›› Orpheus' Song ‹‹

a film by Tor Iben.

2019 | 75 mins | Germany.

a sensuous take on a Greek holiday bromance.

Dave says:

Lightweight in delivery and homoerotic, rather than sexually explicit by nature, this somewhat undemanding, if sensuous take on a Greek holiday bromance from writer and director Tor Iben of The Visitor fame, to name but one of his many same-sex features, is laced with a series of overtly gay sequences to delight the boys, only for fall short of achieving cinematic gold, or even silver for that matter.

Then again, perhaps that's of no surprise when the story hasn't really that much meat on its narrative bone, given this is but the tale of two gym-obsessed best friends - cue Julien Lickert as Enis and Sascha Weingarten as Philipp who win a trip to Greece, only to find that their holiday of a lifetime is at a distinctly out-of-season, albeit four star hotel. With more staff than customers and a nightlife seemingly of the non-existent kind, the two opt to make the most of their holiday by exploring the surrounding countryside, only to end up getting lost. By chance they come upon a ukulele playing youth by the name of Hercules (Henry Morales) who offers then shelter for the night, along the way getting them drunk on some local brew and warning them of the dangers of eating an enchanted pomegranate, one that is set to bring certain death, or eternal devotion.

And that's more-or-less all there is to it, apart that is from the repercussions of their same-sex passion upon their return to Berlin; a close-of-play that could have said far more, than what it did. Yet we have trouble at mill here folks, for whilst officially this is the story of two friends, one straight and one gay; the problem with that is that it begins as the story of two straight best friends, given Enis is seen in the company of his best friend and perhaps more Kristina (Kristina Kostiv) from the onset, whilst upon their arrival at the hotel Philipp is soon to be found making eyes in the direction of a local girl, played by Astrid Kohrs, to hard hitting effect. Not that this sexual uncertainty lasts for long, as it soon becomes apparent that this is but another variant on the age old theme of - falling in love with your straight best friend, as Enis is clearly struggling to come to terms with his homosexuality, having hidden feelings for Philipp, with the man himself only happy - perhaps too happy, to tease him in that direction. All of which makes for a situation that finds Enis at times uncomfortable to be around Philipp, not wishing to let his lust for the man ruin their close friendship. To that end, the Lickert / Weingarten boys make the most of their somewhat underdeveloped roles, given the narrative is just a question of not if, but more when and where their rampant sexual desires for each other will break free.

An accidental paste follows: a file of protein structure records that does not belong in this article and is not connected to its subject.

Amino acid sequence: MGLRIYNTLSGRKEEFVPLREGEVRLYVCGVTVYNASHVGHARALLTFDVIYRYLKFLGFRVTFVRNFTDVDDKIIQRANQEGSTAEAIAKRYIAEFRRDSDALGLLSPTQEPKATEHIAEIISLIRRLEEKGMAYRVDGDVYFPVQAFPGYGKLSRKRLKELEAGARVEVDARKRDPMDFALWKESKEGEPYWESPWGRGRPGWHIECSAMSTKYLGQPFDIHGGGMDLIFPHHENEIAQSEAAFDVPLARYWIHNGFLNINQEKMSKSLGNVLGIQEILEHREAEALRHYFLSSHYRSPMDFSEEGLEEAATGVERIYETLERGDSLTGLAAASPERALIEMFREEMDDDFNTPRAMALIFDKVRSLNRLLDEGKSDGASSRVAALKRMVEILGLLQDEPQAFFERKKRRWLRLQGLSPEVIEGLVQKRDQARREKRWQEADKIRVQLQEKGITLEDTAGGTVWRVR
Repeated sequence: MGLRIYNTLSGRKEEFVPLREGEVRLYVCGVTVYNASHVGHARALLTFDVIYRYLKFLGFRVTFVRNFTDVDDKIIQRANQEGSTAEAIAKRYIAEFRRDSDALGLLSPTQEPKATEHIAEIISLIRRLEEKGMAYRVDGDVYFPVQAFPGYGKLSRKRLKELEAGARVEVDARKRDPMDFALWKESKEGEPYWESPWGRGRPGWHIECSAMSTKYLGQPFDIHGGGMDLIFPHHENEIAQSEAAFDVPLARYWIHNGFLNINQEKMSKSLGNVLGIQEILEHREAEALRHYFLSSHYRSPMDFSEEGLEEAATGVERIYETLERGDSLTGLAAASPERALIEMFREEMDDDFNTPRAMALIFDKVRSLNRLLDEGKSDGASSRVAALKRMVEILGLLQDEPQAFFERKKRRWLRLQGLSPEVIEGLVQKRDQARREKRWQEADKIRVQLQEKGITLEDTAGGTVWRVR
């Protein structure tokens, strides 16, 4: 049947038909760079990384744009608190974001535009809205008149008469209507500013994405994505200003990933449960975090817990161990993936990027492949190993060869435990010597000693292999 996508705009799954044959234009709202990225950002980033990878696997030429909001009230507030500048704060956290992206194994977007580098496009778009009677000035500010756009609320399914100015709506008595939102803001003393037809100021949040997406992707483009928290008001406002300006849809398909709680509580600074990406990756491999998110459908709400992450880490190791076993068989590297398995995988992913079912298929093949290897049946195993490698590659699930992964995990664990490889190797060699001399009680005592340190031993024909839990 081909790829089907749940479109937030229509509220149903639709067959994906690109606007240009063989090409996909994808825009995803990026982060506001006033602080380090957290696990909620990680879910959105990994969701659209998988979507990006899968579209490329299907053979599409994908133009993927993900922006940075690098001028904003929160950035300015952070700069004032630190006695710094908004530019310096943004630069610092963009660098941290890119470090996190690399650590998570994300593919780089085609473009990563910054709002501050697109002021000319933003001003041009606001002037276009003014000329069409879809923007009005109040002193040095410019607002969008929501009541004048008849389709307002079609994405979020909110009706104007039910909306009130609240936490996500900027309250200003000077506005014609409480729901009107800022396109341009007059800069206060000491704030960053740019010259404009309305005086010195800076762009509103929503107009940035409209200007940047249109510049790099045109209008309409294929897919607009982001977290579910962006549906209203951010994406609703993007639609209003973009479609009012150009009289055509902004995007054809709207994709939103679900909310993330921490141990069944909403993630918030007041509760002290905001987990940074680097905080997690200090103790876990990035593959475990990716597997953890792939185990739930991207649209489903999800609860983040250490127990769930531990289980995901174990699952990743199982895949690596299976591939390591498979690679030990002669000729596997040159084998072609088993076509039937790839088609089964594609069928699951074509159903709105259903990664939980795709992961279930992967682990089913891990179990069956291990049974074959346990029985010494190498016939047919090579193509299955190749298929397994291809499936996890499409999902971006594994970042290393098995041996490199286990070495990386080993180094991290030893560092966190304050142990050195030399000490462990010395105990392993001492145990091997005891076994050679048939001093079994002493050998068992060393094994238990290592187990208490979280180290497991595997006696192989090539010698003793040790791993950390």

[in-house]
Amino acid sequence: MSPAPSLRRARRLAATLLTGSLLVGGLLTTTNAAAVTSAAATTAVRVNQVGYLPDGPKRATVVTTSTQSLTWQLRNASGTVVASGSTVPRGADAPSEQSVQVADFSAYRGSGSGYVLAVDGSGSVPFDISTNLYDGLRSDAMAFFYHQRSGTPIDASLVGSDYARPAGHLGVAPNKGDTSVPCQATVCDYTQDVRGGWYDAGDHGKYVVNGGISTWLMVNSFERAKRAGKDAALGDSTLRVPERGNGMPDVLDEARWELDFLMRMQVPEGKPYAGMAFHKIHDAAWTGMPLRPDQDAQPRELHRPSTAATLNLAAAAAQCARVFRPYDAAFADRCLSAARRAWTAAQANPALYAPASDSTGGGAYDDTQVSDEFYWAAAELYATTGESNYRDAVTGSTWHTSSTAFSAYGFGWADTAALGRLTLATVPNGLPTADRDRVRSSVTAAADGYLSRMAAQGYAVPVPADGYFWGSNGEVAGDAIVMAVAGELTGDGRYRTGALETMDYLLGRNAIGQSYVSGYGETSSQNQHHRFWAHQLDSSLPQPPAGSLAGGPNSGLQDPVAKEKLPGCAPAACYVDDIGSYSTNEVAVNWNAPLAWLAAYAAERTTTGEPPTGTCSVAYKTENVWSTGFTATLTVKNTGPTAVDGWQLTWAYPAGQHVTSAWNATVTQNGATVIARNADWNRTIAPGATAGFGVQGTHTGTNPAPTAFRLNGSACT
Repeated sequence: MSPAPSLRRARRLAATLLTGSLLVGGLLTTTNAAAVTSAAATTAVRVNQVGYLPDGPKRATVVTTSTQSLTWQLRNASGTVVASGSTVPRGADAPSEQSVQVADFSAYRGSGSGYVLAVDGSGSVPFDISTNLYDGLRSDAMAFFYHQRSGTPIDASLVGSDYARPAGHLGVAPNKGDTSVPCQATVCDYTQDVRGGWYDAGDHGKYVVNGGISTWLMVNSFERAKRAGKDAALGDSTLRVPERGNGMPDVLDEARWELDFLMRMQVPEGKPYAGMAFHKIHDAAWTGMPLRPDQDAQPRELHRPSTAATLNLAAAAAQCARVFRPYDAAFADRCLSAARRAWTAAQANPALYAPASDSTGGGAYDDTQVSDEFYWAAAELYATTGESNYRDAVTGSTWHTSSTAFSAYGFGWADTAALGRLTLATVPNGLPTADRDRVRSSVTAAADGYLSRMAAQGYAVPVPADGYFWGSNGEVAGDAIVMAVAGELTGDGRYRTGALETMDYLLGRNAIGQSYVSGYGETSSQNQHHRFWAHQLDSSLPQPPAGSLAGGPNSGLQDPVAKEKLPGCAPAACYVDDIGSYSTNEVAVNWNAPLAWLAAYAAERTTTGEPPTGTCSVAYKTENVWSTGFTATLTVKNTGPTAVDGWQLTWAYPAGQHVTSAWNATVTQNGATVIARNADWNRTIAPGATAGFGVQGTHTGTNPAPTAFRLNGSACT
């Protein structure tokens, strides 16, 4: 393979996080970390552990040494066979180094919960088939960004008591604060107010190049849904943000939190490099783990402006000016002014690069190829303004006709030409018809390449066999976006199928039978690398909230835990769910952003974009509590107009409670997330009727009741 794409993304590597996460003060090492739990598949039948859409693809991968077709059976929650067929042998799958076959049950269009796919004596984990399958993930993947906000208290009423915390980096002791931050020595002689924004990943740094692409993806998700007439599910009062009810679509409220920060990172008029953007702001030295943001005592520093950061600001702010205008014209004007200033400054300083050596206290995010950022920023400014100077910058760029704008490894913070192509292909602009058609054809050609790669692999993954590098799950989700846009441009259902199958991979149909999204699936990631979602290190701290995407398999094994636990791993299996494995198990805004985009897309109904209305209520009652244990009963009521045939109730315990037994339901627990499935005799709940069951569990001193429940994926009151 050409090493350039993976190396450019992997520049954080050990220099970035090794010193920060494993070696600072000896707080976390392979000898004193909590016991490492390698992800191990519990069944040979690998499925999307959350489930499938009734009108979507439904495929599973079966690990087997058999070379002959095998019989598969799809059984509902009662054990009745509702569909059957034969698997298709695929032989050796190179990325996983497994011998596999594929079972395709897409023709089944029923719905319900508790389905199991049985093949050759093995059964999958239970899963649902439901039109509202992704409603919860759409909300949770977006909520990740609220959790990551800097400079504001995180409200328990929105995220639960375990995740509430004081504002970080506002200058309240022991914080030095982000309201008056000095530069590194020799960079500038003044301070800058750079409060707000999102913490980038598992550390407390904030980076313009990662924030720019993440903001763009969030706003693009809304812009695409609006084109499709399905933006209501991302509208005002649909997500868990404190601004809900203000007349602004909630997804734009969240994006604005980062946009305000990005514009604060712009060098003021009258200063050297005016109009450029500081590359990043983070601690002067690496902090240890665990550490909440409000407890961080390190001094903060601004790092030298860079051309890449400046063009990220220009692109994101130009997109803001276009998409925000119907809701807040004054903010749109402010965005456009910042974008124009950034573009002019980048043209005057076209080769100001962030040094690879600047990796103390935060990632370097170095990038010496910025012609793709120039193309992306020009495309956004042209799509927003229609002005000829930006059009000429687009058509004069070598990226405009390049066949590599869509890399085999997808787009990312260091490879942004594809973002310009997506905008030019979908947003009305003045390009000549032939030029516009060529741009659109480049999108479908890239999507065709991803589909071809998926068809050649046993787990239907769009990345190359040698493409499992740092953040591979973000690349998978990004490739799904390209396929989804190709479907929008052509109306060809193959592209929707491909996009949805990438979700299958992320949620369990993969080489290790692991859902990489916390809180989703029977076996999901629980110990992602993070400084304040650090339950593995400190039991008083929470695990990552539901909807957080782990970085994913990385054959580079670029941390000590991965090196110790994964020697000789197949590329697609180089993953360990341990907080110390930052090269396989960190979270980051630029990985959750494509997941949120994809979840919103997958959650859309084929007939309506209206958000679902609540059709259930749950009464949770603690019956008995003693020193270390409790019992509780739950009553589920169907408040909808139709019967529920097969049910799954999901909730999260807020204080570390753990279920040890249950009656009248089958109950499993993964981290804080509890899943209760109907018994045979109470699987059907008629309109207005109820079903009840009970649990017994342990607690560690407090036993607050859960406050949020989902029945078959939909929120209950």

No surprise then that here we find Iben pay homage to the controversial in its day 1953 classic From Here to Eternity, with the boys rolling around in the sand much as did Burt Lancaster and Deborah Kerr back in their time, only now naked as the day they were born. Complete with tourist-like shots of the palace of Achilleion, together with a series of picture postcard views of the island of Corfu in all of its sun-kissed glory, the result is but a guaranteed happy ending fashioned crowd-pleaser, intercut with more shots of the male physique than seen in a catalogue for posing pouches. And whilst Iben does try to expand the storyline, including a heartstrings styled ending, at just seventy-five minutes long, you kind of get the impression that he ran out of ideas. That said, what is to be seen is lovely.

›› available as part of the TLA RELEASING catalogue: 10th February, 2020 / UK.
›› revised: Thursday, 3rd February, 2022.

Gay Visibility - overt. 
Nudity - the full monty. 
Overall - file under ... 3 stars. 

donations are the lifeblood of Gay Celluloid;
every drop helps keep it online - thank you :)
Copyright 2021 David Hall - www.gaycelluloid.com.
archive reference #2021043 - revised.
click for gay celluloid - home